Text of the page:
We believe about $40 billion in services contracts will be awarded to Western and Iraqi oil services firms over the next six to seven years for the necessary drilling and needed services expertise to develop the core Iraq oil fields. In 2016, we're forecasting a potential annual market size between $18 billion and $20 billion. For comparison, we estimate the global oil services market was worth about $83 billion at the end of 2008.
In this case, we think Iraq poses the greatest opportunity for Weatherford, especially given its status as the smallest of the four major services firms. The firm has won a number of early contracts in the region over the past few years, while its competitors are still trying to build out their presence in the country. However, we expect the capital investment required in Iraq will be extensive, and Weatherford's constant reliance on the markets for cash may prevent it from taking full advantage of its Iraq opportunities. The need for additional capital could make a merger with industry peer Halliburton, which has very healthy balance sheet, a strong possibility in 2011 or 2012.
The impact of Iraq on industry leader Schlumberger will be diluted, thanks to its wide-ranging international operations. The reduced contribution is despite the fact that we believe Schlumberger is positioned to earn above-average market share some of the industry's highest margins, thanks to its wide-ranging portfolio of services. However, our estimates could be revised higher after the merger with Smith is completed, if Schlumberger can successfully establish more of its product lines in the region. We also think the company has best-in-class experience at executing integrated-project-management (IPM) contracts. In our view, the IPM contract framework is the most likely way Iraq will choose to hand out the services contracts. The difficult operating environment could make quarterly profitability lumpy for the services firms, as we believe the contract framework depends on a stable drilling environment to earn the greatest profits.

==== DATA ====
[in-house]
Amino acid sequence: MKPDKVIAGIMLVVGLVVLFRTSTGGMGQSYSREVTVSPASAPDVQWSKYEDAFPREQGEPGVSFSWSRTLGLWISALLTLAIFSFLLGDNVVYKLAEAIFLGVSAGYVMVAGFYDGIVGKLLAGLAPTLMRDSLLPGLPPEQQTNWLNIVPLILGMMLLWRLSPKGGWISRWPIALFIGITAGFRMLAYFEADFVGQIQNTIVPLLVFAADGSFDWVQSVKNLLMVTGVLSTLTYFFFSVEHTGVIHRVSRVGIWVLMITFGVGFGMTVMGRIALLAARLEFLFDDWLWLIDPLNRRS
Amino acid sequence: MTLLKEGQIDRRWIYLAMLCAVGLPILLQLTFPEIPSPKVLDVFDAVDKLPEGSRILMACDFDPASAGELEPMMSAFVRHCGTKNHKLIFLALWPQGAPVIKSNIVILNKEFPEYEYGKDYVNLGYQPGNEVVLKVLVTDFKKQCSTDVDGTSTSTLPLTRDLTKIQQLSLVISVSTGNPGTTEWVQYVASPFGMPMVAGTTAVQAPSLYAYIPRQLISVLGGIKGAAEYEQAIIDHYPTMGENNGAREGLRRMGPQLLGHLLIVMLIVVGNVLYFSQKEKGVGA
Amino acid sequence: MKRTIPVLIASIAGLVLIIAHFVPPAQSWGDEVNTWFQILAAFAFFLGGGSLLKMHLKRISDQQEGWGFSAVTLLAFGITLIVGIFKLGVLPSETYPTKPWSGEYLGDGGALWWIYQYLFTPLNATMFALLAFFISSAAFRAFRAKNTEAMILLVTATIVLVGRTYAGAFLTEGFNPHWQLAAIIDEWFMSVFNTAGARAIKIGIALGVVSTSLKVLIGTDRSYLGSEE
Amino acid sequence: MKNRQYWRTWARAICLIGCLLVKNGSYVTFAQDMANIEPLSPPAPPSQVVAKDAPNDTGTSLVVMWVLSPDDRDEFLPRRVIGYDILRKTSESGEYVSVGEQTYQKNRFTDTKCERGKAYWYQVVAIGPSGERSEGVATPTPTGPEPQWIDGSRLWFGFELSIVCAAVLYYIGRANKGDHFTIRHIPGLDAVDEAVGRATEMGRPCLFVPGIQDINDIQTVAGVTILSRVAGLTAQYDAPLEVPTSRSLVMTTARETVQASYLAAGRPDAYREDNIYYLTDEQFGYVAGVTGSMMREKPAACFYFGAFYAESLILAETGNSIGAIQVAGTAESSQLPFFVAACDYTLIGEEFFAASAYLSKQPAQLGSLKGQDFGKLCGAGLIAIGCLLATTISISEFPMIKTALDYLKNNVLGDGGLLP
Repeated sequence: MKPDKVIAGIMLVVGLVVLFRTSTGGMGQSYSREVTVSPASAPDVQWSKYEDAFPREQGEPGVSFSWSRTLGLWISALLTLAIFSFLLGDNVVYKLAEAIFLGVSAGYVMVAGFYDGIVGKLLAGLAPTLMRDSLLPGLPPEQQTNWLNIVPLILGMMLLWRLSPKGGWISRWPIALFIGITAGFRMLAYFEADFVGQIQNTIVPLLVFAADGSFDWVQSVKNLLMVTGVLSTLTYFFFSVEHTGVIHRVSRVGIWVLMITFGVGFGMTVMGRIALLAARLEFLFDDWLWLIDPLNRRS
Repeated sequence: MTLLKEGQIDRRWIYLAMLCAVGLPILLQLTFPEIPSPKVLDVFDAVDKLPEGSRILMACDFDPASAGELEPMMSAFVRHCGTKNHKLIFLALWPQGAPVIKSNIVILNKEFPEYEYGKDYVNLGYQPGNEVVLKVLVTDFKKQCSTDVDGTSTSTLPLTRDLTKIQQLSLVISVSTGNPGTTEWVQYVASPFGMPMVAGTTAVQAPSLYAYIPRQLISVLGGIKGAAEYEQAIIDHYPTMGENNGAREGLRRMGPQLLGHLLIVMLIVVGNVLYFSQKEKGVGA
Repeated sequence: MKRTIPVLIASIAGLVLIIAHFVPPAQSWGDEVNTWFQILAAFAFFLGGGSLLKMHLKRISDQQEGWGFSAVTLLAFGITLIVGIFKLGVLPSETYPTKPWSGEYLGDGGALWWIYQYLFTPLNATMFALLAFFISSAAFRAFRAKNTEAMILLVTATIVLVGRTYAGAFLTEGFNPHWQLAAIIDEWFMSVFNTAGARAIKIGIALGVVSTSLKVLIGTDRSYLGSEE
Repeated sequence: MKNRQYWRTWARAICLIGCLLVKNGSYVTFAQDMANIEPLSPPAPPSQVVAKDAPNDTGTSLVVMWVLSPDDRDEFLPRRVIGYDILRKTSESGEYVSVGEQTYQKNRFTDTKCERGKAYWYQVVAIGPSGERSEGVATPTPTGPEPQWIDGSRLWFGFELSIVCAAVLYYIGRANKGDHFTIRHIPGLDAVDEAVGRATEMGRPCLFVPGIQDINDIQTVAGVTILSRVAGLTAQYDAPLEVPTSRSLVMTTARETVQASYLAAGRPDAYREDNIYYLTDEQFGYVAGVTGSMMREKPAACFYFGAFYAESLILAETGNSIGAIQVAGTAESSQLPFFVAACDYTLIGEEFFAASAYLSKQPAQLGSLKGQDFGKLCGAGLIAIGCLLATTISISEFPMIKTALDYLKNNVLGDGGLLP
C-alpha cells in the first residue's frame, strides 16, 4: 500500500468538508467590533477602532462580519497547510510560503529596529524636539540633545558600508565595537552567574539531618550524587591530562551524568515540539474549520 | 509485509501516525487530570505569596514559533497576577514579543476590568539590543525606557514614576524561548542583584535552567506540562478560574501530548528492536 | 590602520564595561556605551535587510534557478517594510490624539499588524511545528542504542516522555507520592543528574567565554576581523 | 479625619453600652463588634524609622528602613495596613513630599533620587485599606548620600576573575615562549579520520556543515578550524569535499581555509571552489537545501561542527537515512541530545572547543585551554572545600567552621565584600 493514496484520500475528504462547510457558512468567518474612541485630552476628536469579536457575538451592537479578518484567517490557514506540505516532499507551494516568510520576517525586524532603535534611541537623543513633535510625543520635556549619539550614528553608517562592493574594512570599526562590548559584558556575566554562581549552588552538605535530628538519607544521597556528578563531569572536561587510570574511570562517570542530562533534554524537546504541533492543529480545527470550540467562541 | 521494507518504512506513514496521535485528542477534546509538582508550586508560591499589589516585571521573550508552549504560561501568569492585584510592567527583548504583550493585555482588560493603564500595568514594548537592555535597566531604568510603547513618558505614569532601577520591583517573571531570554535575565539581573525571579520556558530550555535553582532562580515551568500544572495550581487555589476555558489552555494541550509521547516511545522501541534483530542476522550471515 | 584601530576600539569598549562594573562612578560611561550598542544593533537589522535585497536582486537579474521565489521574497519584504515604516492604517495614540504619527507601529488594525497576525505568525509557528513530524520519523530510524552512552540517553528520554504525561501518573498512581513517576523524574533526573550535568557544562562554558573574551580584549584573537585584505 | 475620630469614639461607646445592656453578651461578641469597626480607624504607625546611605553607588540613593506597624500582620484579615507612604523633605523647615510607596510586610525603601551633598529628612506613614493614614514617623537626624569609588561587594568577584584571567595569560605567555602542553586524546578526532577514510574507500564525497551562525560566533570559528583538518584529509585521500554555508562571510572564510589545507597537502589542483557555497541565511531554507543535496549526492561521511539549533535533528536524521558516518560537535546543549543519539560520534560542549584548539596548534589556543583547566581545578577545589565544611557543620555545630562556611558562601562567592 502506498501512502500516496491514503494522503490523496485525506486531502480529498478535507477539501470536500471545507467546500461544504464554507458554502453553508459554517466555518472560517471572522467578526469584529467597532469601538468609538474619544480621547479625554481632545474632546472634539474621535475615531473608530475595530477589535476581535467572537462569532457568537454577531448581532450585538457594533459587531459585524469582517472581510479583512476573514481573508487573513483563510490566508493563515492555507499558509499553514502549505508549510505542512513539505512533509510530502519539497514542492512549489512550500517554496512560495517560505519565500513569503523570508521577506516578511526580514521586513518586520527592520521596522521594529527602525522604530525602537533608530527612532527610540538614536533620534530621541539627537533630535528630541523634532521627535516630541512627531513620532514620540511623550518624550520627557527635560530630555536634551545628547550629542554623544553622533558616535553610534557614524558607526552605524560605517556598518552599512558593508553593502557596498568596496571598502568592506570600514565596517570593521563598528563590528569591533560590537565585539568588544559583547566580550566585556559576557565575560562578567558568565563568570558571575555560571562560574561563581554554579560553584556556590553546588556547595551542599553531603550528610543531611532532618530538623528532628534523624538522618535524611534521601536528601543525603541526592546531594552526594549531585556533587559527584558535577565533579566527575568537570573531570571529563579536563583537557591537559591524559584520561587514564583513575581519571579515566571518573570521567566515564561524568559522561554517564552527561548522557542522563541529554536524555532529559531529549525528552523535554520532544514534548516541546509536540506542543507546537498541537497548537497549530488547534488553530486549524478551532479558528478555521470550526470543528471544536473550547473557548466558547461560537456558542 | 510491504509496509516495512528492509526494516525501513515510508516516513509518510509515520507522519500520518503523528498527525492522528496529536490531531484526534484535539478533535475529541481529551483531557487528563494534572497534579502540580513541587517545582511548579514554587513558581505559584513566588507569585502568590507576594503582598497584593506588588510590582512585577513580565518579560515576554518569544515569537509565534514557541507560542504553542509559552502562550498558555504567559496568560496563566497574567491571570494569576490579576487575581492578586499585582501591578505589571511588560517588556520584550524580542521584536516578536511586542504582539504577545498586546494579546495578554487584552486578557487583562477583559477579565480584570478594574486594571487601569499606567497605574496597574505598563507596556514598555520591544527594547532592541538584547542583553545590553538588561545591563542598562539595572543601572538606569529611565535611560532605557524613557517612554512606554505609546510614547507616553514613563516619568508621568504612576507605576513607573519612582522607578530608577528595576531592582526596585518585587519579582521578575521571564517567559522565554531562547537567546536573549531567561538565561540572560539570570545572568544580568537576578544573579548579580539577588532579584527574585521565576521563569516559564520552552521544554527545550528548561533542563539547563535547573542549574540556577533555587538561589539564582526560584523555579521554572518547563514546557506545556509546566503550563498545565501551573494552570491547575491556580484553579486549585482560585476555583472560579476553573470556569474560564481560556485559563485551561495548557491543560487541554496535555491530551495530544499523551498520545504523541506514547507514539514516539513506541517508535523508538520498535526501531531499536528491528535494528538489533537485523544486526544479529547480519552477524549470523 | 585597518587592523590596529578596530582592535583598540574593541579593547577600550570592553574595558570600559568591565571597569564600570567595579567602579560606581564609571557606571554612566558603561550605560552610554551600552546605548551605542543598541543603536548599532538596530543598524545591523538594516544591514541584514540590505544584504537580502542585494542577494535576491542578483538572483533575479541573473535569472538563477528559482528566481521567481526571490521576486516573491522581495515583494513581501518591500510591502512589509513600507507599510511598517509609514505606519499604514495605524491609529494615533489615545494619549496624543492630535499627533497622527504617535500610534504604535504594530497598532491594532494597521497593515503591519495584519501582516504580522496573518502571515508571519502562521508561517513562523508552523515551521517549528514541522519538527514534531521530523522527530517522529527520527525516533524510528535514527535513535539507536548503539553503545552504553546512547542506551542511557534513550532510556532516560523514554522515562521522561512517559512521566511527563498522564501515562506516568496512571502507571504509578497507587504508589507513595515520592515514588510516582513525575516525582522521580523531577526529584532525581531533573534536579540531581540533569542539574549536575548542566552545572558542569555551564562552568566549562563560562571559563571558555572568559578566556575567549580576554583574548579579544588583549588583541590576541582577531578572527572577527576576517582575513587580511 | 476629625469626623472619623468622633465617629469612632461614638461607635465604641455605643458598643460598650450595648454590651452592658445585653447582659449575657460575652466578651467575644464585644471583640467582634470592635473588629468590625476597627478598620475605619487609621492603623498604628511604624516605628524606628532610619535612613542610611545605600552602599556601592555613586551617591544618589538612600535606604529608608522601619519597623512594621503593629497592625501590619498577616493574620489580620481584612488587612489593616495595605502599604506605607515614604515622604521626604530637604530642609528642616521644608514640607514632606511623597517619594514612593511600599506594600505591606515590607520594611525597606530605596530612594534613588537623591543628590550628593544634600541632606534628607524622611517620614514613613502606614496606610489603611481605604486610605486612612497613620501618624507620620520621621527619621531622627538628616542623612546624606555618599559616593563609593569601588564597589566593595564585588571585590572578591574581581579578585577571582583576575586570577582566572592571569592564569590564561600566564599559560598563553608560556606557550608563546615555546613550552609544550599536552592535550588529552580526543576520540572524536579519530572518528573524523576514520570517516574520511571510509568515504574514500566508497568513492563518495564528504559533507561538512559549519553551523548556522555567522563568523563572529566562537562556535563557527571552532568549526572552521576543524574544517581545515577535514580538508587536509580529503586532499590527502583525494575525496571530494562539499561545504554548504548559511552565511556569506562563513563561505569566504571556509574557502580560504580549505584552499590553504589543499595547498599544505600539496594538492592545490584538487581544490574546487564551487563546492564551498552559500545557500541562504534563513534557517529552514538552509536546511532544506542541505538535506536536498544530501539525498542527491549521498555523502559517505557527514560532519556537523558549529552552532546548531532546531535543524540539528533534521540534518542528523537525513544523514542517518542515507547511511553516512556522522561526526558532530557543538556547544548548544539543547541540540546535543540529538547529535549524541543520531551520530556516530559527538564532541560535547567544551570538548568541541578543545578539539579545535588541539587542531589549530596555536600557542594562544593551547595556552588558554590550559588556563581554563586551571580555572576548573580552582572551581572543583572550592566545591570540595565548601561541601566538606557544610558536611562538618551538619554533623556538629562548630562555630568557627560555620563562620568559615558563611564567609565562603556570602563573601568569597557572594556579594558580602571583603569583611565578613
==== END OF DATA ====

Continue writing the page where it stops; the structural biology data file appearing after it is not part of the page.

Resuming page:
If Iraqi oil production turns out to be around 5 million barrels per day in 2016, we assume a much-reduced level of Iraqi services expenditures. We estimate the annual market size would be about $10 billion in 2016, and it would take about $20 billion in services contracts from 2010 to 2016 to drill the needed wells in the auctioned-off fields. We assume it will take until 2015 for Iraqi revenue to cross $1 billion for each of the major services firms. The number of wells drilled annually will only be between 800 and 1,000, and about 200 rigs will be operating in the country. Understandably, the opportunities and profits for Weatherford, Schlumberger, and others will be greatly reduced from an 8 million barrel-a-day production scenario.
If everything goes very well for Iraq and the services firms, production could reach 11 million barrels per day in 2016. In this case, infrastructure, security, and political concerns are all mostly resolved, and the country becomes quite stable. The annual market size could approach $30 billion in 2016, and services contract awards could total $60 billion from 2010 to 2016 in this optimistic case. We believe Iraqi-related revenue for each of the major services firms could cross $1 billion annually in 2012. We expect over 600 rigs to be operating in the country by 2016, and the number of annual wells drilled to be between 2,500 and 3,000. This scenario would be an extremely positive one for the services firms, and the industry would benefit from sharply higher revenue and profits.
Overall, we think it is clear that there are large opportunities for the services industry in Iraq, but the country must overcome numerous hurdles for the industry to obtain any measure of success. If Iraq manages to add just 3 million barrels a day to its production during the next decade, the achievement would still rank among the industry's greatest accomplishments. Thus, adding 10 million barrels a day in production is a huge undertaking. Still, if Iraq can come close to realizing its potential, we think the services industry is extremely well-positioned to earn considerable profits.